In the advertising world, there’s a common trap, a comfortable safety net, that’s far too easy to fall into (or back on) when telling a brand’s story: focusing on the functional benefits.
This instinct isn’t unreasonable; in fact, it’s the kind of rational thinking that most people would classify as “sound business logic.” But when push comes to shove, customers are far from rational. In most contexts—especially when it comes to advertising—consumers are influenced primarily by emotion.
Marketing the Unmarketable
Knowing that consumers are irrational beings, it’s not surprising that one of the hardest offerings to market is the most practical of products: life insurance.
Life insurance should be a marketers dream; it’s the ultimate need. But despite its widespread necessity, buying life insurance is not like buying a car—it’s certainly not the topic of dinner party conversations.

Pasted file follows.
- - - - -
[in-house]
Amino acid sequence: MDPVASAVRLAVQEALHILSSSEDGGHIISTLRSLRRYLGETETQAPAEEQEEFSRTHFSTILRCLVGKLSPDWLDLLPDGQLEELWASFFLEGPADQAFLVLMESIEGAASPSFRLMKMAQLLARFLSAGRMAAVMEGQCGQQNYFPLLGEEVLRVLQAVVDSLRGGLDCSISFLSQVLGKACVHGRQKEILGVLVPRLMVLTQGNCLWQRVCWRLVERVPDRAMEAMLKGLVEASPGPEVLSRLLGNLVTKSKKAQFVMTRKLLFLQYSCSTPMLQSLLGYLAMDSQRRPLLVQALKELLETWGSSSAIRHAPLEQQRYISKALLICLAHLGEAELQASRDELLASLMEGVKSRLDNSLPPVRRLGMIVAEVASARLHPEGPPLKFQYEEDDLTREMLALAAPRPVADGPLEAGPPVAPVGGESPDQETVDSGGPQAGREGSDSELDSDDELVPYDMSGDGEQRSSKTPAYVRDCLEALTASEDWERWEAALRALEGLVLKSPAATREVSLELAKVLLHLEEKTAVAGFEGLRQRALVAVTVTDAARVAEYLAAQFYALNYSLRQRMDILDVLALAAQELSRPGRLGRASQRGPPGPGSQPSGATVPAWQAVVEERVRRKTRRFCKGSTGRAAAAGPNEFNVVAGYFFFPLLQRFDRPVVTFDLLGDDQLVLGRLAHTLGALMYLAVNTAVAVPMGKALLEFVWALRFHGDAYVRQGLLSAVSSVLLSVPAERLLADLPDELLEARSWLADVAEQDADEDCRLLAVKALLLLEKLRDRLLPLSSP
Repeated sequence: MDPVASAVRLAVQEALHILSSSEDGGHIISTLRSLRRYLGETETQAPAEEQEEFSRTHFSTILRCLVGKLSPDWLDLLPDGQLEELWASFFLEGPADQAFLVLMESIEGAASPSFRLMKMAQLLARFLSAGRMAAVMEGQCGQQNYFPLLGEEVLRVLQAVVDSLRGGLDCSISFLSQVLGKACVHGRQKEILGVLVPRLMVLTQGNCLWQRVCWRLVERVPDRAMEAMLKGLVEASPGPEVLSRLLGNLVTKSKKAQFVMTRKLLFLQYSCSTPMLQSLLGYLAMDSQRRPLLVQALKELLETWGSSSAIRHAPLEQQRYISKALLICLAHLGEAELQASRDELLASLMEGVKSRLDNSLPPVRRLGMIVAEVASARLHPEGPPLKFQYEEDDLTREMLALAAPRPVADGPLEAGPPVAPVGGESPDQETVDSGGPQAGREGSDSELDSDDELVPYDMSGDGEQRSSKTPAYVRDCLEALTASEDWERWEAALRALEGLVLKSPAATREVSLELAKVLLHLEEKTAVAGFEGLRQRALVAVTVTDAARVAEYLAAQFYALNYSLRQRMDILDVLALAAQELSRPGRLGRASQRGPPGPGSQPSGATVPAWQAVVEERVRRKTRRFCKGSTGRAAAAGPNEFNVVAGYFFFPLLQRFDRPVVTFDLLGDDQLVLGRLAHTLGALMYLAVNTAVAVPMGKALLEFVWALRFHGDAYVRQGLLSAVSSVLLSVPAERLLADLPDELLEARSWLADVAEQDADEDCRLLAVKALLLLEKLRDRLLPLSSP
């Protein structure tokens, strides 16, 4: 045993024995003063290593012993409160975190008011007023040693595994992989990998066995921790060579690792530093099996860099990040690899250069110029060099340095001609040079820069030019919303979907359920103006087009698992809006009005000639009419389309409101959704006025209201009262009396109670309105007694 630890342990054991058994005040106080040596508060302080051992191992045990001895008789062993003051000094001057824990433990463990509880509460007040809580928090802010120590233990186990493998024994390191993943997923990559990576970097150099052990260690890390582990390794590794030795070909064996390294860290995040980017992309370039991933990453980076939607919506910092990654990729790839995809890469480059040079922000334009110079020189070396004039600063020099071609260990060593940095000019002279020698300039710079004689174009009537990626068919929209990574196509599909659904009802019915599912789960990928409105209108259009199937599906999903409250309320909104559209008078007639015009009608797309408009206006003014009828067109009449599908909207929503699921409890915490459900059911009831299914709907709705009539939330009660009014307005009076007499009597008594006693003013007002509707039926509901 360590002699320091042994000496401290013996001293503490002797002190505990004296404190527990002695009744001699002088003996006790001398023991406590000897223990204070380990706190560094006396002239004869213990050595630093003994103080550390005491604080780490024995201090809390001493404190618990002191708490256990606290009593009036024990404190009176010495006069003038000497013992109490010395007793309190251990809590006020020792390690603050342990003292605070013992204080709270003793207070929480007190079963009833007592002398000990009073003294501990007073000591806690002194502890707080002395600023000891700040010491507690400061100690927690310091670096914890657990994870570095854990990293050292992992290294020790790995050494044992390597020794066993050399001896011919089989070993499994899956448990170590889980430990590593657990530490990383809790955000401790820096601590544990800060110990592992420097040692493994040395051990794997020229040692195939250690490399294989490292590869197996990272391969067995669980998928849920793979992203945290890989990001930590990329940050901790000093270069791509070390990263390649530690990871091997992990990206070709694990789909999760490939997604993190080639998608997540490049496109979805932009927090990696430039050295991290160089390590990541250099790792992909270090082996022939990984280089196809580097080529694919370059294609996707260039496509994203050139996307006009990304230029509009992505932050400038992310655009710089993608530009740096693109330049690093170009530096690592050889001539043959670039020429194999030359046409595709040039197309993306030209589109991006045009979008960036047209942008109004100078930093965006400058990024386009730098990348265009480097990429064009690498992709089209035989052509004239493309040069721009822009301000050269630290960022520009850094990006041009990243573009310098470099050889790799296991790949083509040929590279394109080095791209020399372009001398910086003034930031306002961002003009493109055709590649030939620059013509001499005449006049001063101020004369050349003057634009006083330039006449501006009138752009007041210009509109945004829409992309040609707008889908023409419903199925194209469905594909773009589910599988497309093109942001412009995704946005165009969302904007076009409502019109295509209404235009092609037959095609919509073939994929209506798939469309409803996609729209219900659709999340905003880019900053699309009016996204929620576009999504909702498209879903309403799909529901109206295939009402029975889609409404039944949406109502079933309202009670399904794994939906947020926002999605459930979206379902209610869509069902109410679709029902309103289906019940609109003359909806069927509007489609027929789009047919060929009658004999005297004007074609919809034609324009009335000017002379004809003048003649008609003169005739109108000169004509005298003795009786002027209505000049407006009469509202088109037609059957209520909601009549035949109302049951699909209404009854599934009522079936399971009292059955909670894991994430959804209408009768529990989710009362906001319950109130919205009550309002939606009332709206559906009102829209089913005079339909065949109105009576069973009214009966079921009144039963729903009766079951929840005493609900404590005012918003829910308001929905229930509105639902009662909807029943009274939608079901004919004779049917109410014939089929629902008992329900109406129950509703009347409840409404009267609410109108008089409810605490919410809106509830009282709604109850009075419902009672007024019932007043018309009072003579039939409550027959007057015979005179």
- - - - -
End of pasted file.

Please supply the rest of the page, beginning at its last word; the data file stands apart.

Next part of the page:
It doesn’t require much digging into the human psyche to understand why life insurance is filled under “taboo;” it asks people to confront their mortality and put away their hard-earned (and after-tax) dollars for a time after their death—a preparation they will never reap the benefits of themselves.
So, then why do people buy life insurance at all? For the least rational and most emotionally charged reason of all: because they love someone.
Investing in Emotion
One of the world’s largest life insurance companies, Thai Life Insurance, recognized this truth; that the most basic of human emotions and concerns come from love.
Instead of allowing the future, functional benefits of its product to dictate its storytelling, the company has built a brand around emotion.
The underlying message of the campaign is simple, yet powerful:
Advertising efforts with a personal touch, like “Garbage Man,” are the ones that are the most memorable for audiences. This is representative of truly effective branding because it isn’t limited to the brand; it’s a branded message that serves as a catalyst for conversation and connections of all kinds.
Brands and advertisers can learn a lesson from Thai Life Insurance: the best way to convince consumers to make an investment is by investing in what they care about.